During my undergraduate years at Cornell I struggled and gave up on Spanish. Luckily a linguistics professor had a theory that people who had trouble learning English early (like me) would have too much difficulty in picking up a new language, so I could take an intro linguistics course to cover my language requirement. Pretty cool as we covered context-free languages simultaneously in linguistics and in my introduction to theoretical computer science class.
In graduate school my three years of high school French got me out of the Ph.D. language requirement. If English was not the lingua franca of our field, I would be in serious trouble. I've always been impressed how many non-native speakers of English have succeeded in computer science.
I spent an entire year on sabbatical in Amsterdam but only learned enough Dutch to navigate the supermarkets and order in restaurants. Most Dutch speak English (and 3-4 other languages) and my attempts to say most Dutch words usually got responses in English. Still I definitely missed something as when I left a conversation the language shifted to Dutch and I couldn't get back in.
Suppose I could retroactively master a single foreign language, what language should it be? At times I would have liked to know Dutch, German, Hebrew, Japanese and the occasional French, Spanish, Danish, Italian and Portuguese. In the future I suspect I would visit countries speaking Hungarian, Russian, Chinese, Swedish and many others. I've gotten very good at navigating in countries where I don't know the language. In most European countries I can pass as a local as long as I keep my mouth shut.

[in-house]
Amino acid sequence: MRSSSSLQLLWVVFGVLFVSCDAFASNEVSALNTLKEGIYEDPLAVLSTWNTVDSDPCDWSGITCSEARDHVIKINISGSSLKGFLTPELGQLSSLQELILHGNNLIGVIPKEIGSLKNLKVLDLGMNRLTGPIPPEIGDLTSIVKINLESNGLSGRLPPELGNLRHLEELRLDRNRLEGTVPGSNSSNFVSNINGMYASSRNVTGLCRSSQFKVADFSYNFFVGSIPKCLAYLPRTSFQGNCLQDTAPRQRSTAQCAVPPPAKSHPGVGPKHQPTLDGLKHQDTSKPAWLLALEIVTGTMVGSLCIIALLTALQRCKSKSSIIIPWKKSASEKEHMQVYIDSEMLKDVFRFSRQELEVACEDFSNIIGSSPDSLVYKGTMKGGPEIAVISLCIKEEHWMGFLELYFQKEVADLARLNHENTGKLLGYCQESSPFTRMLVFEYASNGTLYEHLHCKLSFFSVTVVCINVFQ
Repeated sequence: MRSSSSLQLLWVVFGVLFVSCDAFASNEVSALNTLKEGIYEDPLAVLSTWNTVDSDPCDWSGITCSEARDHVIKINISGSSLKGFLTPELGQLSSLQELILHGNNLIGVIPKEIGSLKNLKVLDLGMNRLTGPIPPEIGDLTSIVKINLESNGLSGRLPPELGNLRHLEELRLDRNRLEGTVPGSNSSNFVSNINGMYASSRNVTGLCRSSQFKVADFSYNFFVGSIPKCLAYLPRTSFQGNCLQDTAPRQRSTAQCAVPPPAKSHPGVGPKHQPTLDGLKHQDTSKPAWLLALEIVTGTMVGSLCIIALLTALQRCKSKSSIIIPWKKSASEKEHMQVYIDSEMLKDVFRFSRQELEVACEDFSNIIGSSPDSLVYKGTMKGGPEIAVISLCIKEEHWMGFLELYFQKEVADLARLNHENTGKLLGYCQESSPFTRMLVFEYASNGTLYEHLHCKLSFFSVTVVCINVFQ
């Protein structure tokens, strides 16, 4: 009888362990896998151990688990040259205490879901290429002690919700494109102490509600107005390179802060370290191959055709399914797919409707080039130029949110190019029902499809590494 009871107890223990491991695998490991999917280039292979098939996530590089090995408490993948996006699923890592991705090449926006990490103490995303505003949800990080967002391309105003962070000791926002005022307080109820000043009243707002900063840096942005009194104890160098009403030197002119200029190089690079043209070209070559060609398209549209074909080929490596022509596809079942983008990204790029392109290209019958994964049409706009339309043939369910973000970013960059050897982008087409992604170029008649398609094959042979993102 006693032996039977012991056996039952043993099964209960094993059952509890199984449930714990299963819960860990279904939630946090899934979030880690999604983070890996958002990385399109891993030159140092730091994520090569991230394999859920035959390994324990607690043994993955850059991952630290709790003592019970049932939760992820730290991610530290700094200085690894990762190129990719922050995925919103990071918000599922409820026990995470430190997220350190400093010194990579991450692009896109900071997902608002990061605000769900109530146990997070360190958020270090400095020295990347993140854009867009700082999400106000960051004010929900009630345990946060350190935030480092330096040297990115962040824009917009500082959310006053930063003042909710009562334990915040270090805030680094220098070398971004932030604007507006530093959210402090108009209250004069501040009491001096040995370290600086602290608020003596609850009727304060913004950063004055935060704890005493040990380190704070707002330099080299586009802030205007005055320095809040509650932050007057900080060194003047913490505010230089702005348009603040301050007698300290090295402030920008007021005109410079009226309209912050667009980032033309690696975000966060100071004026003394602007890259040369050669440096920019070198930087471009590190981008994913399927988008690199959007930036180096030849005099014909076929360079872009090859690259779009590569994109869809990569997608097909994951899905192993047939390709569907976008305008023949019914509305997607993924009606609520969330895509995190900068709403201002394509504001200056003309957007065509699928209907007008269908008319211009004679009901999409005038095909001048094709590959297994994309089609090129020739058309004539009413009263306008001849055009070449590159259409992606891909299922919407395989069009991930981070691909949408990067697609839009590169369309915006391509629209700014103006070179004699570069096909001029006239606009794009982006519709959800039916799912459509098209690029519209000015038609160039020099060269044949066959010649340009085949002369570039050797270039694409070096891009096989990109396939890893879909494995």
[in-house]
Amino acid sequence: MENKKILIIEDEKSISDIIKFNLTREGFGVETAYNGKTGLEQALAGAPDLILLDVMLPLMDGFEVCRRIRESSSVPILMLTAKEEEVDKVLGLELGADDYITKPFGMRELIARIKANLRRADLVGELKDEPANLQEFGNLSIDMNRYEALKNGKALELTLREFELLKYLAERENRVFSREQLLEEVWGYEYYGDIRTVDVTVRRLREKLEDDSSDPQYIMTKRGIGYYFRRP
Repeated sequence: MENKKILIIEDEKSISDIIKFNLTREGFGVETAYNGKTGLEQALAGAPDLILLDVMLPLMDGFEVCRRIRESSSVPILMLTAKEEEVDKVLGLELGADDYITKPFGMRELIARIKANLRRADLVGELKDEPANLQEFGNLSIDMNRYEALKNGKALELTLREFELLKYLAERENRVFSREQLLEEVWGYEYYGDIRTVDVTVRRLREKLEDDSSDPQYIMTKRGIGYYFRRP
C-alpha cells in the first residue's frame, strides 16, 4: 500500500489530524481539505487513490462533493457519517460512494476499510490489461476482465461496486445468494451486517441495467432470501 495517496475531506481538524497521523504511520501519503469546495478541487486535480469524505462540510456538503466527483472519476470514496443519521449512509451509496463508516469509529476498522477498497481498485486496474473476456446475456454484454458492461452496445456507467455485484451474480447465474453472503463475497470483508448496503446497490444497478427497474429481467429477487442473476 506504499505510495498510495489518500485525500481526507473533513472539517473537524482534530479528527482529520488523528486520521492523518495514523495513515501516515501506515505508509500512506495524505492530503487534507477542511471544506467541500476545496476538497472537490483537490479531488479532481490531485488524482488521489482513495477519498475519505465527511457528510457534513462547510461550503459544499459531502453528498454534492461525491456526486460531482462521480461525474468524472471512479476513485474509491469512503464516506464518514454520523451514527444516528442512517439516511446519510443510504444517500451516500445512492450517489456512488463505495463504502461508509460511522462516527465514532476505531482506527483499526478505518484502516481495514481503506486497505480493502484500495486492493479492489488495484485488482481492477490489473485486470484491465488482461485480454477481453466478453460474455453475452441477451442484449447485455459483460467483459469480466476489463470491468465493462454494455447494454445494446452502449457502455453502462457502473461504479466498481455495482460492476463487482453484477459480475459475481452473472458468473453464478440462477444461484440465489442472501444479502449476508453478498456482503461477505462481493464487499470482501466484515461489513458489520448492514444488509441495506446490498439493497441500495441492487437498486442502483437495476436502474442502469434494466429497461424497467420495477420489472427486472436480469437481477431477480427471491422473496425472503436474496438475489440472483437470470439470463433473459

The University of Chicago has a rather strict TOEFL requirement that would likely have caused a problem for me had I grown up in say Germany. Our department also has a small foreign language requirement for the Ph.D. Foreign language requirements made sense in a different era when papers were written in many languages. I remember a scene in graduate school where my advisor Mike Sipser and some Russian speaking students poured over the latest paper by Razborov translating from the Russian and hoping to understand Razborov's next great result. But now with nearly all papers written in English the requirement seems like a relic from a bygone time. Perhaps we should require every student to take the test in French, for France still has a few researchers stubborn enough to keep writing in their native tongue.